The Columbia River is closed to commercial salmon fishing by non-Indians. Snake River chinook are reclassified as endangered.

The UN Food and Agriculture Organization estimates that greater than two-thirds of ocean fish stocks are in decline, fished to capacity, or recovering as a result of reduced fishing pressure.

Commercial fishing yields 240 million pounds of product, and more than $7million at harvest level.

The International Union for the Conservation of Nature adds 118 marine species to its list of threatened species.

The first major discussions about altering dams occur. The Pacific Fishery Management Council discusses cuts in commercial fishing for snapper, black cod, lingcod, Dover sole, and other West Coast groundfish suspected of overexploitation. The National Marine Fisheries Service lists some stocks of Columbia River steelhead and proposes listing coastal coho under the Endangered Species Act3.

Fish and wildlife users generate their greatest economic impact in Oregon through sport fishing; the remainder is divided among commercial fishing, sport hunting, and wildlife viewing4.

Adapted from Wilkinson (1992), Martin (1994), Dietrich (1995), Petersen (1995), Taylor (1996), the video program, The Oregon Story: Fishing, and the following: Dicken and Dicken (1979, Two Centuries of Oregon Geography. I. The Making of Oregon: A Study in Historical Geography, Oregon Historical Society), Dicken and Dicken (1982, Two Centuries of Oregon Geography. II. Oregon Divided: A Regional Geography, Oregon Historical Society), Dodds (1977, Oregon: A Bicentennial History, W. W. Norton and Company), Jackson and Kimerling (1993, Atlas of the Pacific Northwest, Oregon State University Press), ODonnell (1988, That Balance So Rare: The Story of Oregon, Oregon Historical Society), Warren and Ishikawa (1991, Oregon Handbook, Moon Publications), and Wills (1995, A Historical Album of Oregon, The Millbrook Press).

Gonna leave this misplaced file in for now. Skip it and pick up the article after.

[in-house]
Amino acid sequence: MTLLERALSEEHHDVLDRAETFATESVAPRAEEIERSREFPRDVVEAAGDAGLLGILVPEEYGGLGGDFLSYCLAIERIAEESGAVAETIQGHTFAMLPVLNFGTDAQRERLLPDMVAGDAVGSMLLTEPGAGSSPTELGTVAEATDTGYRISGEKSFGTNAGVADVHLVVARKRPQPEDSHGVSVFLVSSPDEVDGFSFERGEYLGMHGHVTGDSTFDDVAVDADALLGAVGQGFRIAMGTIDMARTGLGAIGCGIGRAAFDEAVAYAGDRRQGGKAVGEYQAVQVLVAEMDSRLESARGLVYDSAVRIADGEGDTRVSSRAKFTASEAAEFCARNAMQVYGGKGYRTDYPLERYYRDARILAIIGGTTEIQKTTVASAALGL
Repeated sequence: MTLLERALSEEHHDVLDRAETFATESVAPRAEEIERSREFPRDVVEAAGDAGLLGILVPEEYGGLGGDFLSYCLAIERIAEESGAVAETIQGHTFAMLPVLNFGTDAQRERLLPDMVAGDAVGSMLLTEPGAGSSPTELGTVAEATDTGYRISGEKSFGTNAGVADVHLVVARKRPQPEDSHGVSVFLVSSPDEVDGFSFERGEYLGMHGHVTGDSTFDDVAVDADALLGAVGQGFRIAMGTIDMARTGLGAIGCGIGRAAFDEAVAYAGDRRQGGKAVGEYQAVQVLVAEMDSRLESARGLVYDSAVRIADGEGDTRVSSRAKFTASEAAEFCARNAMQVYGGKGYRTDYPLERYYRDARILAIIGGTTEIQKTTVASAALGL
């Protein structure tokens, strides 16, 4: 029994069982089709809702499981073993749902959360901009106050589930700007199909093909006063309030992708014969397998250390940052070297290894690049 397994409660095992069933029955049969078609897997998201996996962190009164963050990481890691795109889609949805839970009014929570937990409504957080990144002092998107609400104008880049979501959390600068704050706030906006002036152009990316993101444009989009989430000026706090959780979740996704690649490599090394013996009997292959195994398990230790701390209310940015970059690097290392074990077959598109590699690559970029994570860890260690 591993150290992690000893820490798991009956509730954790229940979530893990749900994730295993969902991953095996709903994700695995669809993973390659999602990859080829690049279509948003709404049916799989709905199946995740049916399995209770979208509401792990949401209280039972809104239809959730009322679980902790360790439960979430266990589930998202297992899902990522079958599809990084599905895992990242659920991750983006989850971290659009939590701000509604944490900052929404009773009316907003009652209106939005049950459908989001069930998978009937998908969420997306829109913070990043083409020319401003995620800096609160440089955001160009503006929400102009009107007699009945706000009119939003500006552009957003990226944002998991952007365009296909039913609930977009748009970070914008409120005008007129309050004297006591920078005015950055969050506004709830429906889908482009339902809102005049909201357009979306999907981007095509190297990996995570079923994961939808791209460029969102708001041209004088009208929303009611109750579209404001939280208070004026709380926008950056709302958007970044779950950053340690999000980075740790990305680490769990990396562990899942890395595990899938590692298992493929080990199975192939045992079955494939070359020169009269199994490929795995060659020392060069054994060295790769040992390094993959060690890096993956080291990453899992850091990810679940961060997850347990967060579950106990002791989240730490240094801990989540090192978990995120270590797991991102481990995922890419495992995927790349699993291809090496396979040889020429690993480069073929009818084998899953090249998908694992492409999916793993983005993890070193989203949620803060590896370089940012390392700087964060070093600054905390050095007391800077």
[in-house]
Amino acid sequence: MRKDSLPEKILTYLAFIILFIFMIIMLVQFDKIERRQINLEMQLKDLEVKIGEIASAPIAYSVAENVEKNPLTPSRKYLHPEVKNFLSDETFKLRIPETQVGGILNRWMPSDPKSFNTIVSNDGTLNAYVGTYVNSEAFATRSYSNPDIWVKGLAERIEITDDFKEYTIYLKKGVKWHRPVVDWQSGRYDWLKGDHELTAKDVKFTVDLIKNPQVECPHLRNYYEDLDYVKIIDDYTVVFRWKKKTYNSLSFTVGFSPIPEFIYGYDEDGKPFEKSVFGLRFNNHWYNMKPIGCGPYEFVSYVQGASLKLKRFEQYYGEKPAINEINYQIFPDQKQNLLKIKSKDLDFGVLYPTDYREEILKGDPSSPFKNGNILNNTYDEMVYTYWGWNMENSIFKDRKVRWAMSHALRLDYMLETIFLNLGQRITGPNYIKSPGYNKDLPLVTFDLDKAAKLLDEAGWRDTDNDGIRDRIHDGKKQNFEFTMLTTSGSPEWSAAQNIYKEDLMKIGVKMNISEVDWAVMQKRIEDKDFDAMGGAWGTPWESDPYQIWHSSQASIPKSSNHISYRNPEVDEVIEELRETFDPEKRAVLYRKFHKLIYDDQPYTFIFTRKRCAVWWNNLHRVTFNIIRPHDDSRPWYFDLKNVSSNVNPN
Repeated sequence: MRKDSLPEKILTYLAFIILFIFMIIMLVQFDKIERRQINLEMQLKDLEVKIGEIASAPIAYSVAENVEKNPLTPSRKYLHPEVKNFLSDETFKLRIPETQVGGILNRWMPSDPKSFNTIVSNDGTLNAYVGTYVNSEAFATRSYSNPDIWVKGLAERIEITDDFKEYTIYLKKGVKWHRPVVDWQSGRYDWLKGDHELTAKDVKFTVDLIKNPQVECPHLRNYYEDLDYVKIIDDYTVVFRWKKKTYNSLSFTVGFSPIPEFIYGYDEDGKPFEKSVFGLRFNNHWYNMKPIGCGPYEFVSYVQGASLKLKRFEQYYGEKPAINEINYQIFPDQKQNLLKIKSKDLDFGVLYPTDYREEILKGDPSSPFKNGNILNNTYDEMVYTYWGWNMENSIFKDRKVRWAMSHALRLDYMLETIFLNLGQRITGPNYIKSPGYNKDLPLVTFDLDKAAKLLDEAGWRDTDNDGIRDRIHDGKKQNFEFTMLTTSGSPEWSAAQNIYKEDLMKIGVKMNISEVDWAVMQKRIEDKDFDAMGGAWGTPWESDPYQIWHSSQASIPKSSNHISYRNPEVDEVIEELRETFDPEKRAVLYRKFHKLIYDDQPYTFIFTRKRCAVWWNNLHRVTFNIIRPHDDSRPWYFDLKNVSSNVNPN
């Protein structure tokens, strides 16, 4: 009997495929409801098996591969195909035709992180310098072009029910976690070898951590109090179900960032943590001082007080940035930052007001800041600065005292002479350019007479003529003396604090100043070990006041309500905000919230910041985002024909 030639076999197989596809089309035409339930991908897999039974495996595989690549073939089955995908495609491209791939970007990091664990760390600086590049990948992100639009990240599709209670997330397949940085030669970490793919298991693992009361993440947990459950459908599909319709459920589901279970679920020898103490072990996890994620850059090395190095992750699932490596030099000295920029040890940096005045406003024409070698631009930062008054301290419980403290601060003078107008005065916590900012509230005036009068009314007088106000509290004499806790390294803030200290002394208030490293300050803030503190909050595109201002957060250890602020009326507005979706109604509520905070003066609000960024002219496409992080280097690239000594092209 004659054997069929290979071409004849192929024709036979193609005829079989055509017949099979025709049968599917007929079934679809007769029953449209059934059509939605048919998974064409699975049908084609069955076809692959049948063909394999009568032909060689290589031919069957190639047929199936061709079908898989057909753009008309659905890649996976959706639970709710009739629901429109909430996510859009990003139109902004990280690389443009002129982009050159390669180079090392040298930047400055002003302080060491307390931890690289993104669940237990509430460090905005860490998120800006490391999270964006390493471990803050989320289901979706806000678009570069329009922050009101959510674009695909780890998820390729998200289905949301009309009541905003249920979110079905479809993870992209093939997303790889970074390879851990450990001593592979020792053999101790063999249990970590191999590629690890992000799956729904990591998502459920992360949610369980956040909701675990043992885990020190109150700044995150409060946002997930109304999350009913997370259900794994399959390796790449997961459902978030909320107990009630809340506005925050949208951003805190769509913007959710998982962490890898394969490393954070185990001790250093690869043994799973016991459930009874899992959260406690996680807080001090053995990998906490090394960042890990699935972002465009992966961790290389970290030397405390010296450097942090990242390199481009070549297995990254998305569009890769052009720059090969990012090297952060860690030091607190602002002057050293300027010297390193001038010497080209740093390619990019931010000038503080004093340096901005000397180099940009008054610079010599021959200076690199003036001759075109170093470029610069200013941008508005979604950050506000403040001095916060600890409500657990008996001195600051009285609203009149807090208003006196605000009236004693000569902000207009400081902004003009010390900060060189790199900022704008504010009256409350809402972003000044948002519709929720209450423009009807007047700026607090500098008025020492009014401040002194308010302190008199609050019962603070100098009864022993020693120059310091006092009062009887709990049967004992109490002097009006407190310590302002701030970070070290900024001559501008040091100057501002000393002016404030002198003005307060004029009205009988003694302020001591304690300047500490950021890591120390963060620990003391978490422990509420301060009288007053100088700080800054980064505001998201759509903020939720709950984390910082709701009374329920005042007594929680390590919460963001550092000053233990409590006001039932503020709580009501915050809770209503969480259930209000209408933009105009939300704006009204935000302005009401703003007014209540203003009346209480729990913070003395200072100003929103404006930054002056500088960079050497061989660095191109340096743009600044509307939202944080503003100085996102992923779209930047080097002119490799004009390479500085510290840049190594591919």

2Dick Russell. 1995. Fishing down the food chain. The Amicus Journal 17(3):16-24.

3It's likely that no wild coho remain in the Columbia River Basin.

4Columbia, as well as every county with a coastlineClatsop, Coos, Curry, Douglas, Lane, Lincoln, and Tillamook, list fishing as a principal industry.